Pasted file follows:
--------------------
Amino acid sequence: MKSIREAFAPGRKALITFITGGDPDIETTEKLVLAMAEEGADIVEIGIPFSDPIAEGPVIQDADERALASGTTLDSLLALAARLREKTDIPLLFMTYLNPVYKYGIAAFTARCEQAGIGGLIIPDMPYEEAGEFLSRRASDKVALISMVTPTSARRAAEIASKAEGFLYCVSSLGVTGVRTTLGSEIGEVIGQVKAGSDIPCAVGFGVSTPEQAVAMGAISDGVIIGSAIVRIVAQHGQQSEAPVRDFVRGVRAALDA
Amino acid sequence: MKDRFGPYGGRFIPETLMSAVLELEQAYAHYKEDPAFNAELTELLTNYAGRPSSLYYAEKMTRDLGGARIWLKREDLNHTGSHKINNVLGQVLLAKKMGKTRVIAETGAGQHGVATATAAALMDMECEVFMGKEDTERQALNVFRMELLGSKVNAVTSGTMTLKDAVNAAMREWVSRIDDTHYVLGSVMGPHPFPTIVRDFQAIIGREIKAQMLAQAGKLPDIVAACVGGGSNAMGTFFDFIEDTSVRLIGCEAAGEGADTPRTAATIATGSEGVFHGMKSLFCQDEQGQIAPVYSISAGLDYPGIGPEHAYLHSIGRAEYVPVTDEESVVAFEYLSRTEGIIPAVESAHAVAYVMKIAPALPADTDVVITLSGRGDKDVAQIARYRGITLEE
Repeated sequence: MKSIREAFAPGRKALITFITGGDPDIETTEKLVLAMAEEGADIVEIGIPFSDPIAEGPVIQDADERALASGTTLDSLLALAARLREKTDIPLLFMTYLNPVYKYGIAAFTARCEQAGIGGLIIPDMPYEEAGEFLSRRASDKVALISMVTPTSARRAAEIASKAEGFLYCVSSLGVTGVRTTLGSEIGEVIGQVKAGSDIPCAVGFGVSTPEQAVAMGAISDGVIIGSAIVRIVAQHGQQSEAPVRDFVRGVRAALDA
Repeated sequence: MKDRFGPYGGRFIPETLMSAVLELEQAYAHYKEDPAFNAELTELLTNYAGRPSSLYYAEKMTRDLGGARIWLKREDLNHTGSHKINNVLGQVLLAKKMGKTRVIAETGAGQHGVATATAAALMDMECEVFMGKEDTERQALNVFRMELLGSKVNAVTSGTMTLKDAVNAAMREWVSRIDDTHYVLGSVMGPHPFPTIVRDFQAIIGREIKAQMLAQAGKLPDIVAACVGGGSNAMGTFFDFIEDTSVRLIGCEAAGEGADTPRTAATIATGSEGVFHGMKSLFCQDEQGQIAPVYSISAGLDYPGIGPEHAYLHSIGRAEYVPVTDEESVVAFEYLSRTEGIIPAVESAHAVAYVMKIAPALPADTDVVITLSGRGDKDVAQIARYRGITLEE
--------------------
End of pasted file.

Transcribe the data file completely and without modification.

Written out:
Amino acid sequence: MKSIREAFAPGRKALITFITGGDPDIETTEKLVLAMAEEGADIVEIGIPFSDPIAEGPVIQDADERALASGTTLDSLLALAARLREKTDIPLLFMTYLNPVYKYGIAAFTARCEQAGIGGLIIPDMPYEEAGEFLSRRASDKVALISMVTPTSARRAAEIASKAEGFLYCVSSLGVTGVRTTLGSEIGEVIGQVKAGSDIPCAVGFGVSTPEQAVAMGAISDGVIIGSAIVRIVAQHGQQSEAPVRDFVRGVRAALDA
Amino acid sequence: MKDRFGPYGGRFIPETLMSAVLELEQAYAHYKEDPAFNAELTELLTNYAGRPSSLYYAEKMTRDLGGARIWLKREDLNHTGSHKINNVLGQVLLAKKMGKTRVIAETGAGQHGVATATAAALMDMECEVFMGKEDTERQALNVFRMELLGSKVNAVTSGTMTLKDAVNAAMREWVSRIDDTHYVLGSVMGPHPFPTIVRDFQAIIGREIKAQMLAQAGKLPDIVAACVGGGSNAMGTFFDFIEDTSVRLIGCEAAGEGADTPRTAATIATGSEGVFHGMKSLFCQDEQGQIAPVYSISAGLDYPGIGPEHAYLHSIGRAEYVPVTDEESVVAFEYLSRTEGIIPAVESAHAVAYVMKIAPALPADTDVVITLSGRGDKDVAQIARYRGITLEE
Repeated sequence: MKSIREAFAPGRKALITFITGGDPDIETTEKLVLAMAEEGADIVEIGIPFSDPIAEGPVIQDADERALASGTTLDSLLALAARLREKTDIPLLFMTYLNPVYKYGIAAFTARCEQAGIGGLIIPDMPYEEAGEFLSRRASDKVALISMVTPTSARRAAEIASKAEGFLYCVSSLGVTGVRTTLGSEIGEVIGQVKAGSDIPCAVGFGVSTPEQAVAMGAISDGVIIGSAIVRIVAQHGQQSEAPVRDFVRGVRAALDA
Repeated sequence: MKDRFGPYGGRFIPETLMSAVLELEQAYAHYKEDPAFNAELTELLTNYAGRPSSLYYAEKMTRDLGGARIWLKREDLNHTGSHKINNVLGQVLLAKKMGKTRVIAETGAGQHGVATATAAALMDMECEVFMGKEDTERQALNVFRMELLGSKVNAVTSGTMTLKDAVNAAMREWVSRIDDTHYVLGSVMGPHPFPTIVRDFQAIIGREIKAQMLAQAGKLPDIVAACVGGGSNAMGTFFDFIEDTSVRLIGCEAAGEGADTPRTAATIATGSEGVFHGMKSLFCQDEQGQIAPVYSISAGLDYPGIGPEHAYLHSIGRAEYVPVTDEESVVAFEYLSRTEGIIPAVESAHAVAYVMKIAPALPADTDVVITLSGRGDKDVAQIARYRGITLEE